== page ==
Oh, this is exciting to those of us who love both the law and Victorian literature: Cathrine Frank, assistant professor of English at the University of New England, has published “Law, Literature, and the Transmission of Culture in England, 1837-1925.” From her university’s and the publisher’s websites:
Focusing on the last will and testament as a legal, literary, and cultural document, Cathrine O. Frank examines fiction of the Victorian and Edwardian eras alongside actual wills, legal manuals relating to their creation, case law regarding their administration, and contemporary accounts of “curious wills” in periodicals.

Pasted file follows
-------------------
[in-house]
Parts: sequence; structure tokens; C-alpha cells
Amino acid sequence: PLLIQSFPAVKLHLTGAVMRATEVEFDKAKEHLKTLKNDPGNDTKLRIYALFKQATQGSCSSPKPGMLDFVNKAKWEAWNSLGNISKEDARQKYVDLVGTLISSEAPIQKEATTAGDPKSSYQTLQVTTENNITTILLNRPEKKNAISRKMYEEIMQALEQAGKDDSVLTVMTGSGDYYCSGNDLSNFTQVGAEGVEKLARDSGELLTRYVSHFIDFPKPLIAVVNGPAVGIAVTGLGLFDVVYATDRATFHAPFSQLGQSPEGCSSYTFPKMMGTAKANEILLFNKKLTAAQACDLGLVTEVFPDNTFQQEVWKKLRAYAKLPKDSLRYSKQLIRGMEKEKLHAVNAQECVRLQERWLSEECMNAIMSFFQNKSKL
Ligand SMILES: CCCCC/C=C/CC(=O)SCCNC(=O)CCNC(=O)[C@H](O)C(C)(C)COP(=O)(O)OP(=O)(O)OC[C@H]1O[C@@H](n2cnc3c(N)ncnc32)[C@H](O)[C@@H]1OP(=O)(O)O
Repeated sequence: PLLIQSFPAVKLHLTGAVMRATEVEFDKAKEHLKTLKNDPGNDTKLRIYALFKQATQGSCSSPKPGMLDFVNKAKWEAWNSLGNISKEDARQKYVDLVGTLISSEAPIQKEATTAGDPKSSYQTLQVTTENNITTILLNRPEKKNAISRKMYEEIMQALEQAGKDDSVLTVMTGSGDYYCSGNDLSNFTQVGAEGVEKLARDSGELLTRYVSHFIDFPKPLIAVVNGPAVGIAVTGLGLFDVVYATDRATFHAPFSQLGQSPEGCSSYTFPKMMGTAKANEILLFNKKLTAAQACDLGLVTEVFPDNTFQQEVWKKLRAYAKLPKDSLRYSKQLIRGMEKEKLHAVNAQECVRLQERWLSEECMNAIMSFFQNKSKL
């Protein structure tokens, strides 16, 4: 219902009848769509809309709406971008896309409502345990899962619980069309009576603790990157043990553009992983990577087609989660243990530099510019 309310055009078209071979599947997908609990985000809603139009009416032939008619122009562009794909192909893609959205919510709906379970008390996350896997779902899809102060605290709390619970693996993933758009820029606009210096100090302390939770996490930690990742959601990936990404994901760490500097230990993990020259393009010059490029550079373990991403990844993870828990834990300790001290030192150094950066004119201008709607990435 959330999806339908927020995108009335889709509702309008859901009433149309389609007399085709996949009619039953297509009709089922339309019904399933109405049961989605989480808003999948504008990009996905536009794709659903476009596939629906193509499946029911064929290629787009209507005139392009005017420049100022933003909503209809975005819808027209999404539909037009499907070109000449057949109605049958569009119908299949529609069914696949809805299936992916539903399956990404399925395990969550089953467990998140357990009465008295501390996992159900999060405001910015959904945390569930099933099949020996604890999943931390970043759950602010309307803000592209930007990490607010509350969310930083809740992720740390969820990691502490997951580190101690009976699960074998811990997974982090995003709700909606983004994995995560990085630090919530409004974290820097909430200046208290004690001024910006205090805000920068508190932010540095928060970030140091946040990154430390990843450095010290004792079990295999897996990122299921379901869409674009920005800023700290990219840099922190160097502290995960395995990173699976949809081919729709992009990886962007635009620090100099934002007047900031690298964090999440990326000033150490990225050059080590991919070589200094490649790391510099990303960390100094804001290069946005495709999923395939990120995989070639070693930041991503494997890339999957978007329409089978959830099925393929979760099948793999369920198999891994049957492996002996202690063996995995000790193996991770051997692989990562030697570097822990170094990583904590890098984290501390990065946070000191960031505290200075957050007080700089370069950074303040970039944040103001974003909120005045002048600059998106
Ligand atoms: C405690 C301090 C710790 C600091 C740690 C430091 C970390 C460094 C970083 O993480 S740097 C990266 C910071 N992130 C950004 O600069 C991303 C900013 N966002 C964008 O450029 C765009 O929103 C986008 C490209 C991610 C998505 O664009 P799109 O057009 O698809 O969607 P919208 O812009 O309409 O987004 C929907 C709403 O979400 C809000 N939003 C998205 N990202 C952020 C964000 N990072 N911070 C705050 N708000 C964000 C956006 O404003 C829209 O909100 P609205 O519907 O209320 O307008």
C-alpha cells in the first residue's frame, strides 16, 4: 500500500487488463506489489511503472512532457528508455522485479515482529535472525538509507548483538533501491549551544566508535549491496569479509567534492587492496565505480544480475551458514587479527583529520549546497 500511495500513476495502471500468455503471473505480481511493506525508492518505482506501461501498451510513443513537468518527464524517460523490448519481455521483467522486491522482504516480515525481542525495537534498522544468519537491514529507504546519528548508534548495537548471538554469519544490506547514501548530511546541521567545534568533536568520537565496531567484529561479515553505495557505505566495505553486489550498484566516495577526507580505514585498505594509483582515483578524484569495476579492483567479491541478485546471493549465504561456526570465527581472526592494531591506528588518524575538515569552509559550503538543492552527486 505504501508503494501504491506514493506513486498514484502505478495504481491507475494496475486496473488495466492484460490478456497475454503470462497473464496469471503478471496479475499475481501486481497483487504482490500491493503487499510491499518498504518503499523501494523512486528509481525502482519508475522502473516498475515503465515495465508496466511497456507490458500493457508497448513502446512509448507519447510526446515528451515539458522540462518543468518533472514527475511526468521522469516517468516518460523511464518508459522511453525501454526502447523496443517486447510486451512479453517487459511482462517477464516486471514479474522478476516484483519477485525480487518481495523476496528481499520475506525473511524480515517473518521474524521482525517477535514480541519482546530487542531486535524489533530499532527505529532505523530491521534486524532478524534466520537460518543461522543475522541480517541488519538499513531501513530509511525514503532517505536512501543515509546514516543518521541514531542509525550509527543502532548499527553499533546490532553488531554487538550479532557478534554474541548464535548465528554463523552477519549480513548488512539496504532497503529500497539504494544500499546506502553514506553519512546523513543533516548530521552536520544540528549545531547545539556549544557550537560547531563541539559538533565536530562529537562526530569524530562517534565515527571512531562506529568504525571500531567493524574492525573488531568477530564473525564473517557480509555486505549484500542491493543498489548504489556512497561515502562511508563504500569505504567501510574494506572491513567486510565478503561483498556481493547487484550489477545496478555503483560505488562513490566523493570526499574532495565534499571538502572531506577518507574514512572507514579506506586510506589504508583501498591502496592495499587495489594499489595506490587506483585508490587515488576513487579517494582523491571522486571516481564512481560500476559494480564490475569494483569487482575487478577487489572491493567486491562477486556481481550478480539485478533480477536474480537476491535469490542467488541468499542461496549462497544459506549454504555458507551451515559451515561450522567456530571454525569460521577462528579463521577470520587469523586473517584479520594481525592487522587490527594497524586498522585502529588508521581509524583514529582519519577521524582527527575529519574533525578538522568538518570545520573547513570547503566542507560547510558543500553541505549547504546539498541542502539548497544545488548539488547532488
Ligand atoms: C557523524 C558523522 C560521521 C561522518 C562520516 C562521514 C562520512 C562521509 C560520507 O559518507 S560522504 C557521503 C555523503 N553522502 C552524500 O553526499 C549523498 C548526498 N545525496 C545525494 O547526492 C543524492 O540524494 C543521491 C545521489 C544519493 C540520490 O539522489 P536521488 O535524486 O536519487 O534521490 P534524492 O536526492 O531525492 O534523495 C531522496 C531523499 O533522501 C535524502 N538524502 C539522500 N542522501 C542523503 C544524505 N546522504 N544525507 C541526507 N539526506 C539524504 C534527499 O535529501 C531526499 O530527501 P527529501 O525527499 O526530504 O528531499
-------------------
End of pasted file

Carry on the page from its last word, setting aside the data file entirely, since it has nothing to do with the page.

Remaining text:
The press release from the University of New England quotes the author: “It’s easy to play ‘spot the will’ in novels,” Frank said, “but one of the most fascinating things I found in my reading, from judges’ opinions to magazine articles, was how widespread the interest in wills was. Everyday people, not just the wealthy and their lawyers, were deeply interested in the idea of the will.”
I wrote earlier about probate law and literature here.
Hat tip: The BronteBlog.